Sunday, June 22, 2014

Book Review: The Dog Who Could Fly (dog, WWII, RAF, dog-human bond)

EverythingDogBlog #176: A War Story, A Love Story Bound to be a Bestseller!
The Dog Who Could Fly: The Incredible True Story of a WWII Airman and the Four-Footed Hero Who Flew at His Side, by Damien Lewis (Simon & Schuster, 2013, 288 pages, $26 - and worth every penny!) 
Enthralling Read
By the co-author of Sergeant Rex,The Dog Who Could Fly only gets better and better as you find yourself reading faster and faster.  You know the ending but you have to read the whole book to find out how it gets there.
Like a murder mystery or crime movie, you know exactly how many pages are left or how many minutes: you just can’t figure out how it happens but finally everything falls into place and you are satisfied that there is only one way for the story to end.
And it is a good one!
Damien Lewis’ writing style is understated with fairly short sentences and words, though there are a handful of glitches where a British word or sentence structure causes a bump. It is not a children’s book, however, though I can see a children’s version in the future. Many years ago, it was to have been a movie by Twentieth Century Fox and hopefully it will be again when the popularity of this book receives a new audience.
The Dog Who is an easy read, perhaps even a ‘beach book’ or a ‘plane read’ but you won’t have time for a nap in flight once you start The Dog Who! Full of suspense and love, loyalty and humor, it also has a riveting plot as well as character development, war buddy camaraderie, and even a few love interests - the primary one being between dog and man. The war and flight accounts are not detailed enough, however, to lose women readers, and veterans will reminisce about their own war experiences and ‘battle buddies.’
The Dog with Nine Lives
Antis the German Shepherd Dog is four weeks old when discovered in an abandoned house in No Man’s Land by two European airmen shot down by the Nazis. Antis adopts the gunner, a Czech airman (Robert Bozdech) flying for Free France and later for the RAF. He is fed chocolates (not recommended) and becomes an ‘early warning signal’ for the ‘bad guys,’ be they on ground or in the air.
Thus, Antis saves lives, over and over again (humans have difficulty believing the canine’s extraordinary and amazing sense of hearing, though). In the process, he stows aboard a fighter plane, is eventually wounded by flak, is fitted for his own oxygen mask, sustains gunshot injuries inflicted by an irate sheep farmer, survives a crash landing, and lives many additional adventures, one seemingly more breath-taking (or humorous) than the last – but there are also sad moments and forebodings which must be endured as well.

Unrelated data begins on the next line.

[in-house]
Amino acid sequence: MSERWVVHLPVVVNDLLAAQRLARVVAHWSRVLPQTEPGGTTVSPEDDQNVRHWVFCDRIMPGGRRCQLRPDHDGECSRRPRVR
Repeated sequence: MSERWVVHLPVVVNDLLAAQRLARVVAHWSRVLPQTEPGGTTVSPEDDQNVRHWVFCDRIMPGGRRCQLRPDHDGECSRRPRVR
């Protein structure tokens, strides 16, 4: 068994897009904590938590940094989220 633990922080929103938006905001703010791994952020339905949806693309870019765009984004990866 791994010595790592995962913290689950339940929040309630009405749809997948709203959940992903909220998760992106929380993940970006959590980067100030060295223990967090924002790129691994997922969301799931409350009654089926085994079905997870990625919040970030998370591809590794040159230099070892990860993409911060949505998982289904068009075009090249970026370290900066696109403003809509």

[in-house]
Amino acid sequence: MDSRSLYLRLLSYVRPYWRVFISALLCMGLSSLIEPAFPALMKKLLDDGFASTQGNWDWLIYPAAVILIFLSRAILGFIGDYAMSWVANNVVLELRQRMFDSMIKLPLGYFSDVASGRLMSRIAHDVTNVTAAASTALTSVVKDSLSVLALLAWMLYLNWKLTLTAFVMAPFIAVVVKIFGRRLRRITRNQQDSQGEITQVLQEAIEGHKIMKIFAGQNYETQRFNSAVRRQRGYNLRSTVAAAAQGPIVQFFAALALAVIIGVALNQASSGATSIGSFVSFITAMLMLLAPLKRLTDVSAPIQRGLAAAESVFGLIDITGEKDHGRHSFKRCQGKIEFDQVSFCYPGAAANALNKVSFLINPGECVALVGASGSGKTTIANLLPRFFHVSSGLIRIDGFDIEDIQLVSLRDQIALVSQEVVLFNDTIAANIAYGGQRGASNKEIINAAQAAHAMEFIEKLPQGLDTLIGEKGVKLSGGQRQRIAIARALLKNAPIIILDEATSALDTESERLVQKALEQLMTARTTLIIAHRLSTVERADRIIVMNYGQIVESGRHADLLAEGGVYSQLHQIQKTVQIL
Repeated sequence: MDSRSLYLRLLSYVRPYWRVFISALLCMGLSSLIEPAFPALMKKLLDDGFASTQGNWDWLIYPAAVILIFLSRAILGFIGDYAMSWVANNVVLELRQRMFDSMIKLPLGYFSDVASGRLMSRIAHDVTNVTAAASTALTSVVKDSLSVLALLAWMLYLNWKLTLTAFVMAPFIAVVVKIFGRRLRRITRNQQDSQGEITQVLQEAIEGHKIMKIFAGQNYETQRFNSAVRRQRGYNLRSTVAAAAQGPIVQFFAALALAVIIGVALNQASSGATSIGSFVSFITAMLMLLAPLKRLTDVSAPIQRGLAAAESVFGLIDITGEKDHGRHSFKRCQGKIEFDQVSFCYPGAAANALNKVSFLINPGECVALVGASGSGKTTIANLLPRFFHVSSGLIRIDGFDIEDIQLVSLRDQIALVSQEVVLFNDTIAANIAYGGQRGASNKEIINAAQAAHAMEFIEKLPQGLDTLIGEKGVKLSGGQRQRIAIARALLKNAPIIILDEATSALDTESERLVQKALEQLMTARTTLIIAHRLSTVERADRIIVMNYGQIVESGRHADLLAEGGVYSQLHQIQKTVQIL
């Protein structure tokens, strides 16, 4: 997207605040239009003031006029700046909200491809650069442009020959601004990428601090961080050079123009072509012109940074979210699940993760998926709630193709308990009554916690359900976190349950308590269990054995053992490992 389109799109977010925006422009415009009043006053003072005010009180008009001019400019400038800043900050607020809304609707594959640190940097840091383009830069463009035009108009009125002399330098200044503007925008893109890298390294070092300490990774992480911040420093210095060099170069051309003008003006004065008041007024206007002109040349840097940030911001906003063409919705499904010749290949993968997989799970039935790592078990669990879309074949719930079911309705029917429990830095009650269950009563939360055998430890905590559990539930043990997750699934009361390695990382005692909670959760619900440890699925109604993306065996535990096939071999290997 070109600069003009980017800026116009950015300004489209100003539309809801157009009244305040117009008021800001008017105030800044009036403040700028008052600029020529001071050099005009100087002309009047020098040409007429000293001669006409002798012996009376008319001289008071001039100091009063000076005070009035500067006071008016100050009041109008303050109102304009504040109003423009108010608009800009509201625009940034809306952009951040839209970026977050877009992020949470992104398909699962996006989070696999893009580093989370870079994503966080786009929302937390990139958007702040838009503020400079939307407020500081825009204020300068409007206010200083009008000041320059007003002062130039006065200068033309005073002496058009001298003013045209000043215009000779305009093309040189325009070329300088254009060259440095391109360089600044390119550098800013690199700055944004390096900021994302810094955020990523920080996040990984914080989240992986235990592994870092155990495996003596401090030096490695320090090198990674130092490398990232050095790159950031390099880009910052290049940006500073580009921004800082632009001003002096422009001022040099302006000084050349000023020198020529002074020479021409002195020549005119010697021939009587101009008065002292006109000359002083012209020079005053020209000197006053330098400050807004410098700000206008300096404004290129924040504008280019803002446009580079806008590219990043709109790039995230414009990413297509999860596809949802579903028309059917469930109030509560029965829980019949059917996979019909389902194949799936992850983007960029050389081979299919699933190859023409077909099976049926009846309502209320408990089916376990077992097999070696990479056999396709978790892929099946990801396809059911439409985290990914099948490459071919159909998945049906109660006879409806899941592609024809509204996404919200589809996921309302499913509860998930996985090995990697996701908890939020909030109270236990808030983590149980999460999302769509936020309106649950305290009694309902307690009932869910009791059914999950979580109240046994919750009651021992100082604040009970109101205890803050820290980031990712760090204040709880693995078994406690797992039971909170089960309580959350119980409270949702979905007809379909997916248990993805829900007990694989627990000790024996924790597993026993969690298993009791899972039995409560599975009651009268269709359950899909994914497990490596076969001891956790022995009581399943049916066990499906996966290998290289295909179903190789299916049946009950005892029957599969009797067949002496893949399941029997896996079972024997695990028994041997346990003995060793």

Grounded at last by injuries, Antis patiently waits on the runway every time his airman leaves on a mission: when the returning plane must land at a different airport due to weather, injuries, or running out of fuel, Antis continues to wait . . .
The Heart of the Story
Antis is the dog everyone wants – the dog we call a ‘heart dog.’
Originally published in Britain as War DogThe Dog Who is primarily a love story between a man and a dog. When I read in the preface that everafter, the Czech airman never had another dog and would not permit his children to have a dog either, I felt that was going a bit too far, but that was before I read the complete story of Antis’ loyalty and deep deep love for the man who saved him as a pup.
A bond like no other I have ever seen portrayed in a book, the bond between Antis and his human is tested again and again - and survives, just as the RAF mascot dog and his person survive the war. The Czech airman finally learns that in war, you have to put your dog first, every time.
I would read anything by Damien Lewis: Sergeant Rex is next on my list. Put it and The Dog Who on your list, too.
*I generally avoid rating books, and I’m a tough grader, but I do give The Dog Who an A minus – only because I dislike the dated term, master, and prefer the British title of War Dog - trivial reasons perhaps, you might think. If so, you can raise Antis’ grade to an A!
(This review first appeared on and the other Maryland Patch online newspapers on 22 June 2014.)

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